Mr. Hyde-who suggested in his letter that Miramax should really harness the obviously energetic power of the Asian film community, since “rather than spending their hours in bitter excoriation of your methods they’ll instead crank up a free publicity machine for you”-said he never received a response to his “Dear Harvey” letter.

“Miramax does not seem to be all that interested in how the Asian film community thinks about them,” he said.

-Rebecca Traister

Pekar-Boo!

On Aug. 13, The Week magazine held a special screening of American Splendor, the biopic adapted from a comic book. The comic’s “characters” -Harvey Pekar, a 63-year-old retired file clerk from Cleveland, his wife Joyce Brabner, their adopted daughter Danielle Batone, and fellow file clerk and self-proclaimed “nerd” Toby Radloff-were on hand to answer questions.

Mr. Pekar, who’s played by Paul Giamatti in the film, recently has had a relapse of cancer after a 13-year remission. He didn’t look so good. He was wearing a white American Splendor T-shirt and was hunching over on a stool, his chin near his knees.

“I, uh, I did try to be part of the creative process when they were shooting,” he wheezed. “I went to the set.”

“You just went there to mooch food,” said Ms. Brabner, who is played by a frumpified Hope Davis in the film. Wearing clog-sandals with purple socks, Ms. Brabner did most of the question-answering.

In the film, real shots of documentary-style conversations with the couple on a white soundstage are spliced in with the scenes where actors depict their lives. In one of these white-soundstage scenes, the filmmaker asks Mr. Pekar a question about the script and he says he hasn’t read it, although he’d “flipped through to see how it was put together.” Someone asked if this part was scripted.

“To our utter embarrassment, it wasn’t. He really hadn’t read it. It was true,” Ms. Brabner said. “He’d cashed the check, though.”

Speaking of exchanging soul for money: Throughout the 1980’s, Mr. Pekar received a steady paycheck from NBC by appearing regularly on the Late Show with David Letterman. During these “everyman” spots, the clerk-cum-writer garnered as much respect from the gap-toothed host as the trick-performing stupid pets. Two of these actual episodes, with a more hirsute Dave and a thinner Harvey, are shown in the movie.

A third episode is not, and appears in the film as a re-enactment. In it, Mr. Pekar wore an anti-NBC T-shirt and mouthed off against General Electric, the network’s parent company. This scene is re-created with Mr. Giamatti and an actor playing David Letterman, who is shot mostly from behind. Asked about the lack of continuity, Ms. Brabner explained that NBC gave permission for the first two episodes to be used, but not for the one that included the inflammatory remarks. (The Late Show is not shooting this week, and neither Mr. Letterman nor the show’s executives could be reached for comment.) She added that the episode has never been aired since, and that it was just as well that the re-enactment was used, because during the actual episode Mr. Letterman ordered that the volume be turned up on Paul Shaffer and his band in order to drown out Mr. Pekar’s ranting.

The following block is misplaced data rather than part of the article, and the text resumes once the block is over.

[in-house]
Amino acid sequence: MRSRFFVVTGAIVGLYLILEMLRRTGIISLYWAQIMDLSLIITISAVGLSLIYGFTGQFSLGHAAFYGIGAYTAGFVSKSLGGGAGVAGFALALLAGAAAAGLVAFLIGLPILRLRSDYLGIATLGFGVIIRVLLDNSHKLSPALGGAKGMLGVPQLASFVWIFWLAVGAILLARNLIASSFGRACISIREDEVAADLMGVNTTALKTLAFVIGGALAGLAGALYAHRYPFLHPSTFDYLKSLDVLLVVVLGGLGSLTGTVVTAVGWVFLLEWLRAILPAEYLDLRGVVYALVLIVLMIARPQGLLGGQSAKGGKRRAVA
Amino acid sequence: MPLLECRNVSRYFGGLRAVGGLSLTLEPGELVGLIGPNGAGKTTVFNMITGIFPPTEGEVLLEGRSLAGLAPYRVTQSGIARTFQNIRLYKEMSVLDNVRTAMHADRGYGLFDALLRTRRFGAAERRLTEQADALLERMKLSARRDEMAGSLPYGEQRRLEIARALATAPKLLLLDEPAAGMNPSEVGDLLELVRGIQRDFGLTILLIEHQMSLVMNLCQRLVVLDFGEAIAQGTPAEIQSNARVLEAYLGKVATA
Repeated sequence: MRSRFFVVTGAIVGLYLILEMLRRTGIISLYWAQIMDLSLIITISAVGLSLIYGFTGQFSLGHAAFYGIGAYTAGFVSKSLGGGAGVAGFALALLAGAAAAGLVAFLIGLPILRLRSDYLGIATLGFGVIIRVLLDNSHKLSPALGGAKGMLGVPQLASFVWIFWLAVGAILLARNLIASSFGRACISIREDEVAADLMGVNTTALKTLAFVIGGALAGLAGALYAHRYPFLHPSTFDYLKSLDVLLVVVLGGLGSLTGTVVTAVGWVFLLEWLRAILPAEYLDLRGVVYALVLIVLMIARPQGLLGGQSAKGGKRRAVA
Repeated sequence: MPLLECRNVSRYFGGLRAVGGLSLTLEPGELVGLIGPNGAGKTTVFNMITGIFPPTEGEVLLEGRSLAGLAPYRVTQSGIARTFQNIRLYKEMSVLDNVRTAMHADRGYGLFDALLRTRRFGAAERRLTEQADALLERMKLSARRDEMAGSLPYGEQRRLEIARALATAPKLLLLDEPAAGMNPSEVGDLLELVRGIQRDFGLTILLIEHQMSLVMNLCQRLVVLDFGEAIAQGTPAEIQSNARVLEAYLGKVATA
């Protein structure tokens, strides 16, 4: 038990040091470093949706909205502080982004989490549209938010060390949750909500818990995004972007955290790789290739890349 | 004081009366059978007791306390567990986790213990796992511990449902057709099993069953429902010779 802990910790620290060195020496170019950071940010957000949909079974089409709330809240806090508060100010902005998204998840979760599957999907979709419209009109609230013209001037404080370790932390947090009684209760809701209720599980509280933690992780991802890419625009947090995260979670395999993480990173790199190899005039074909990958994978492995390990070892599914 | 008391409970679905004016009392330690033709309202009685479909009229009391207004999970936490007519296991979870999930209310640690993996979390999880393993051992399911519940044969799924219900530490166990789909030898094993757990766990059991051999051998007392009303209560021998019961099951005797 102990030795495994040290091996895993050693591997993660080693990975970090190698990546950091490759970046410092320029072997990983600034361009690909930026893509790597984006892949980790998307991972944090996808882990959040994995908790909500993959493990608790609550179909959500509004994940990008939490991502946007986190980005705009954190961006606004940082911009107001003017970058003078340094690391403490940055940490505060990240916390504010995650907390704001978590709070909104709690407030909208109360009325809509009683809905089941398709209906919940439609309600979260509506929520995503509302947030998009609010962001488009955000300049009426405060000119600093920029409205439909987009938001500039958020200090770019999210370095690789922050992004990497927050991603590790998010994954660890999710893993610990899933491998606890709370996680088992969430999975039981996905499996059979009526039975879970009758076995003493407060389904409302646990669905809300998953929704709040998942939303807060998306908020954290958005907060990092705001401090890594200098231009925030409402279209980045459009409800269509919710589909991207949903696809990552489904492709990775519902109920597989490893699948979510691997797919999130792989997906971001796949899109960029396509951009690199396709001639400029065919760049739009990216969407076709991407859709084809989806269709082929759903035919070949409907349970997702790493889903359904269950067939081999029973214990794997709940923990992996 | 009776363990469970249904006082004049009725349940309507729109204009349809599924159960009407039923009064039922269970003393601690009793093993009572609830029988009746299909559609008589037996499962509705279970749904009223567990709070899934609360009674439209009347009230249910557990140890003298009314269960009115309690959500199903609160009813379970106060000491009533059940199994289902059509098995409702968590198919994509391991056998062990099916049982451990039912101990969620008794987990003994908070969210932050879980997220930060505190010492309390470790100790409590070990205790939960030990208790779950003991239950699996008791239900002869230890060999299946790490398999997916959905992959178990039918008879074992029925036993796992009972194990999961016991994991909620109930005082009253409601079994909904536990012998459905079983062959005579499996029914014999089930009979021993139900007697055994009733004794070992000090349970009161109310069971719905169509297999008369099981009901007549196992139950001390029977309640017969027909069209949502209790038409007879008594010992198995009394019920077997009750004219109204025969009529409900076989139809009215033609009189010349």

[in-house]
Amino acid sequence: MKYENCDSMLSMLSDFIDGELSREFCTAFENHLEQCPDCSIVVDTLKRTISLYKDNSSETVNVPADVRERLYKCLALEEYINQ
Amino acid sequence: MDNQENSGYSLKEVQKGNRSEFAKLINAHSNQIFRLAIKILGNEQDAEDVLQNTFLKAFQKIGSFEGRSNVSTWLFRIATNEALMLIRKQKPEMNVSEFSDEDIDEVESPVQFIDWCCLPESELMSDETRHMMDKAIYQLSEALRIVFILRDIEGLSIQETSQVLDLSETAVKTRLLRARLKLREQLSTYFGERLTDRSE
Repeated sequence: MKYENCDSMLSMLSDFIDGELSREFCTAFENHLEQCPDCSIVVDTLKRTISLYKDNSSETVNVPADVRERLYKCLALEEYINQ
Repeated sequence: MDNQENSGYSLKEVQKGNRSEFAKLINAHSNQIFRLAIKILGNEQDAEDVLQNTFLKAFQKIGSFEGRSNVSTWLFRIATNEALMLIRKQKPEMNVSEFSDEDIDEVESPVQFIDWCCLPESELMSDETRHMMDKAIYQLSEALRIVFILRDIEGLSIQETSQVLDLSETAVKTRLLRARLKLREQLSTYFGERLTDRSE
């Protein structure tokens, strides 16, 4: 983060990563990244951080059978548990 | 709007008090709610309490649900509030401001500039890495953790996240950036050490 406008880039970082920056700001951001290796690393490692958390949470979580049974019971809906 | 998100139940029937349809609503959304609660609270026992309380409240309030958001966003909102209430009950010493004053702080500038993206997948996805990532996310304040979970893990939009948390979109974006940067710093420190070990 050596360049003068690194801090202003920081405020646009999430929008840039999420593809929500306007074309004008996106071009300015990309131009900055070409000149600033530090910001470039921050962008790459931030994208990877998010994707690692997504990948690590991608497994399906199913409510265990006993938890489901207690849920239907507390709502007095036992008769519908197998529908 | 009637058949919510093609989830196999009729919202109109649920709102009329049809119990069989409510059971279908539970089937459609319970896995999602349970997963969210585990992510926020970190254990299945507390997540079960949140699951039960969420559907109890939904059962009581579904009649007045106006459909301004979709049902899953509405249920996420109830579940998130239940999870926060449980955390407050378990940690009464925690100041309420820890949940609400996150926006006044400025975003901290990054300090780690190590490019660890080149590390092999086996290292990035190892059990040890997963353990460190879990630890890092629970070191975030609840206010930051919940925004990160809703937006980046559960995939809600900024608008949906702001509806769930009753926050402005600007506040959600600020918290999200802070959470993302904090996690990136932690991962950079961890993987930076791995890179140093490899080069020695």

It was just another example of the weird melding of reality and simulated reality that has inundated the family’s life since the project started filming in 2001. Ms. Brabner said there were times where they stayed at a motel because the National Geographic–style anthropological research of their home and lives was so overwhelming. At one point the costume designer, Michael Wilkinson, spent hours picking through her underwear to try and figure out the appropriate attire for her character. “And my underwear is Midwest, old-lady, keep-you-warm underwear, and he’s going through it all, and someone comes up and asks him, ‘By the way, what’s the last thing you worked on?'” said Ms. Brabner. “And he said, ‘Moulin Rouge.'”

-Anna Jane Grossman

Tracking John O’Neill

In his new book, The Man Who Warned America: The Life and Death of John O’Neill, The FBI’s Embattled Counterterror Warrior, author Murray Weiss uncovers a lot of fresh information about the controversial life and times of the man who, until he died in the World Trade Center attack, was considered the country’s foremost expert on Osama bin Laden and Al Qaeda. But a recent encounter on a Fox News Channel soundstage sounds like it could lead to some new additions to the paperback edition. Mr. Weiss, who toils by day as the New York Post’s hard-boiled criminal justice editor, told The Transom that on Aug. 14, he appeared on the cable channel’s morning show, Fox & Friends, to talk about his book, which Wiseguy author Nicholas Pileggi called a “must-read.” “On one hand, he’s this great guy going to the White House, fighting to get people to recognize the threat that Osama bin Laden poses,” Mr. Weiss said of O’Neill, who was the F.B.I.’s leading counterterrorism expert before he retired from the bureau and took a job as head of security for the World Trade Center in August 2001. “On the other hand, he had at least two different girlfriends who didn’t know that he was married until the funeral.”

After his segment, Mr. Weiss said, he was leaving the studio when a staffer stopped him and said: “Hey, Mr. Weiss. You know, my mother-in-law said she dated John O’Neill in New Jersey for years and years and that she was madly in love with him.” Mr. Weiss added, “And they were going to get married.” Apparently, the couple corresponded with each other for quite some time as well, so naturally Mr. Weiss asked the producer to contact him so that he could investigate. “It’s weird,” he said. “I walk off the set and there’s yet another woman popping up.”

Perhaps more will make themselves known when Mr. Weiss reads from The Man Who Warned America at the Borders book store at 461 Park Avenue on Aug. 21 between 6:30 and 8:30 p.m.

-F.D.

Arbus Rebus